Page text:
NH lawmakers, like lawmakers in most other states, want prosperity and opportunity for residents .  Most  also recognize that a strong and dynamic economy is the way to assure that.   So unless you are big financial institution, a big oil company, or just about any business or industry that is prefaced by “big,”  it’s a pretty good time to be in business because almost everyone wants to show you some love, they just can’t agree on how to demonstrate it.  Right now a lot of ideology and little evidence is being brought to bear on the question of “what policies are most helpful in producing a strong and dynamic NH economy.”   That makes it a lot harder to see that we all have a common interest in a strong economy and even more difficult to agree on what to do about it.

What’s Behind the Weak Jobs Report?

April 5, 2013

Bad news arrived today with the release of the monthly employment report by the U.S. Bureau of Labor Statistics.  Only 88,000 non-farm jobs were added across the country in March. Following  two months which saw the U.S. add 148,000 and 268,000 jobs respectively in January and February, the low number raises concerns that the U.S. may again be heading for a “Summer slump” after showing signs of stronger job growth early in the year.

I share that concern but I am most interested in what the job growth numbers may or may not imply about recent U.S. economic and domestic policies.  I know sequestration is the hot policy topic and may be blamed or credited for all evil or good that occurs in the U.S, economy this year, but it is really too early for it to register much  impact on March’s job growth.  Two other policies have the potential to more significantly impact job growth in the near term.  The details of the March employment report provide some clues about if and how these policies may affect job growth in the future. The elimination of the temporary reduction in the payroll tax and health care coverage mandates in the Affordable Care Act are policy impacts that we worried about before we started worrying more about the potential impacts of sequestration.

I last posted that gains in home values, stocks and, retirement accounts along with increases in wages and salaries would help the economy overcome the large potential impact on consumer spending from the rise in the payroll tax (elimination of the temporary rate reduction) that took effect in January.  I may have been a little too optimistic about those factors ability to help the U.S. economy overcome more than $100 billion in lost consumer spending power (over $600 million in New Hampshire).   For me, the most troubling piece of data from the March job growth report was the seasonally adjusted decline of 24 thousand retail trade workers and generally downward trend since January, that has followed several months of solid gains in late 2012 (chart below).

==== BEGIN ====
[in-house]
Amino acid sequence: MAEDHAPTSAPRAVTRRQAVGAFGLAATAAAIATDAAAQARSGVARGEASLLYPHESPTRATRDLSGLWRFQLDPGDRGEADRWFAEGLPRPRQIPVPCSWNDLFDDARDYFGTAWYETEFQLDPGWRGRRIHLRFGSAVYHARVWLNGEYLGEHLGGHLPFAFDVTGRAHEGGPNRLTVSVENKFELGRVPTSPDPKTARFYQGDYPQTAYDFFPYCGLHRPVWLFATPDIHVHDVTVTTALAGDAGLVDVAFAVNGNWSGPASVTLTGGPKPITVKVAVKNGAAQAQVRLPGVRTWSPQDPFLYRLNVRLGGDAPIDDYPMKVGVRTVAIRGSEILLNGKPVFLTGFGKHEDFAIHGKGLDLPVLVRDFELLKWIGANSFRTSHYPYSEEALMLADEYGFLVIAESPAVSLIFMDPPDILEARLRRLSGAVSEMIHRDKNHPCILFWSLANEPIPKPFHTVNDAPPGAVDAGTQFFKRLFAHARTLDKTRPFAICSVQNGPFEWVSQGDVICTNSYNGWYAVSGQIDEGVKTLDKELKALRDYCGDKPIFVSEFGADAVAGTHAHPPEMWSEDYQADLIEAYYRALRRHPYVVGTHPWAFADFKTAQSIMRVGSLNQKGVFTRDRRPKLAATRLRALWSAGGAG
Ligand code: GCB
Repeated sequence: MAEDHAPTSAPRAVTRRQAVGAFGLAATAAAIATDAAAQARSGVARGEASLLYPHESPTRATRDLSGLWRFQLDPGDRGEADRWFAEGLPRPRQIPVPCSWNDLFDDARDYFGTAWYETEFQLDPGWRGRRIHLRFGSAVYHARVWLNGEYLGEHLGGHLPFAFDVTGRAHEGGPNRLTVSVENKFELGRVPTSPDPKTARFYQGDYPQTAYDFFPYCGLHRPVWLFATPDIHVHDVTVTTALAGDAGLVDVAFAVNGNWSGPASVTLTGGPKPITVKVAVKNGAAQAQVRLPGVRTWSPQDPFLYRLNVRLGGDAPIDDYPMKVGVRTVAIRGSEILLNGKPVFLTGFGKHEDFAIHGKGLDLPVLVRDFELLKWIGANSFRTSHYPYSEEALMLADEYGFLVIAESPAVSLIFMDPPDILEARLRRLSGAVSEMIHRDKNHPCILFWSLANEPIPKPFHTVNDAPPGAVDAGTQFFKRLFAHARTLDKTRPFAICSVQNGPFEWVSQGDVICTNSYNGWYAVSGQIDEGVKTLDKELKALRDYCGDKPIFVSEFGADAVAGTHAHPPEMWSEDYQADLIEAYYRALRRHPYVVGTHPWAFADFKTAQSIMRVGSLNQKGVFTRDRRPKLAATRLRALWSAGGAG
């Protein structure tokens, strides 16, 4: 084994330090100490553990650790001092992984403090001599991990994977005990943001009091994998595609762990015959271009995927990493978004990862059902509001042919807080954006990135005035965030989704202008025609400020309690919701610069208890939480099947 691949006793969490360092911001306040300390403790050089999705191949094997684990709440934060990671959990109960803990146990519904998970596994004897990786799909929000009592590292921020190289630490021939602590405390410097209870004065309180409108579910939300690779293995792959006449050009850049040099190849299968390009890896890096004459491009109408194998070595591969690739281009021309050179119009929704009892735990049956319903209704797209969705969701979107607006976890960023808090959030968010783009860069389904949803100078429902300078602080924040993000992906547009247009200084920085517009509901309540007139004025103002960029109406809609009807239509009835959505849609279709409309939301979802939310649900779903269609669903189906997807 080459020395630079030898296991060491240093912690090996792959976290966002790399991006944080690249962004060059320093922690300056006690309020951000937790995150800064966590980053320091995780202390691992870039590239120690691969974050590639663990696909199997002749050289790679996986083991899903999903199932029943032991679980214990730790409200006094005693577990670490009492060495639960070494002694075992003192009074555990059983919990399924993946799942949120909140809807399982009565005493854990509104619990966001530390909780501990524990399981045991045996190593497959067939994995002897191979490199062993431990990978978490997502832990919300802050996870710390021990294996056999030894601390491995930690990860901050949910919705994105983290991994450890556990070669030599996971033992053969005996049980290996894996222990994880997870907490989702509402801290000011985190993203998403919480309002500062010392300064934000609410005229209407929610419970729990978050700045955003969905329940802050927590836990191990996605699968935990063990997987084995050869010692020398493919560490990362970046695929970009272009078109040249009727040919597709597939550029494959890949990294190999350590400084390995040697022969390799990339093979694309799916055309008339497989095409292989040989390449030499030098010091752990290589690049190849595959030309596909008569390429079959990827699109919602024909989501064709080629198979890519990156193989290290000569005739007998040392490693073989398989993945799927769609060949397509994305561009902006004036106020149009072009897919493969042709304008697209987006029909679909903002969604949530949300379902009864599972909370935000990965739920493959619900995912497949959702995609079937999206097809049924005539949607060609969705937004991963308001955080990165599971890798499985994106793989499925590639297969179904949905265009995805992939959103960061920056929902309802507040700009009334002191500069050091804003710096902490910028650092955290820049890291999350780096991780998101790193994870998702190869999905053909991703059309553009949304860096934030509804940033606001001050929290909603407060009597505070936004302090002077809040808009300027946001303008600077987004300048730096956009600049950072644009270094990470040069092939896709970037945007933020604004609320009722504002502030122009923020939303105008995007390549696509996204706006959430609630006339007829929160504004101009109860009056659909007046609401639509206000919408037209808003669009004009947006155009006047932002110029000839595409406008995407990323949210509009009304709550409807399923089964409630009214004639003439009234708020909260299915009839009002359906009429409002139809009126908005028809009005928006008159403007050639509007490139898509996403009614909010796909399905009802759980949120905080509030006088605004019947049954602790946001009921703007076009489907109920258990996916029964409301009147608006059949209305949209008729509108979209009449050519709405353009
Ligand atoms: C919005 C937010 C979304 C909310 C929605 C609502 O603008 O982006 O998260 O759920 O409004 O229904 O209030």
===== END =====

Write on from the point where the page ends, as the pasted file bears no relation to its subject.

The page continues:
U.S. Retail emplyoyment

When housing values are recovering, homeowner’s equity is rising, and employment and wages are growing, retail employment should not decline.  The elimination of the payroll tax cut (along with higher gasoline prices early in the year) likely provided a greater shock to consumers than anticipated.  But another explanation is that implementation of the health care mandates of the ACA could be affecting employment more in some industries.  If so, it would likely impact industries that typically are less likely to offer their employees health care coverage and industries that employ more part-time workers.  Retail and leisure and hospitality industries  meet those criteria but only retail trade lost employment in March.  Because the ACA mandates coverage for full-time employees, one way to avoid the mandate would be to increase part-time employment.  In that case I would expect the average weekly hours of workers in retail or other industries that may be more  affected by the mandate to decline, as more workers were shifted to part-time status but average hours have increased slightly in retail over the past three months.  Looking more closely at the data on part-time employment is needed to get a handle on any ACA impacts.  Over the next few months I will be looking for evidence of  increases in the number of workers working “part-time for economic reasons” – meaning they are working part-time when they want to be working full-time, as well as employment trends in businesses employing between 50 and 499 workers (those most affected by ACA).  Trends in these employment data would provide stronger evidence of any ACA effects but for now, it looks like the payroll tax is the culprit in the retail employment data.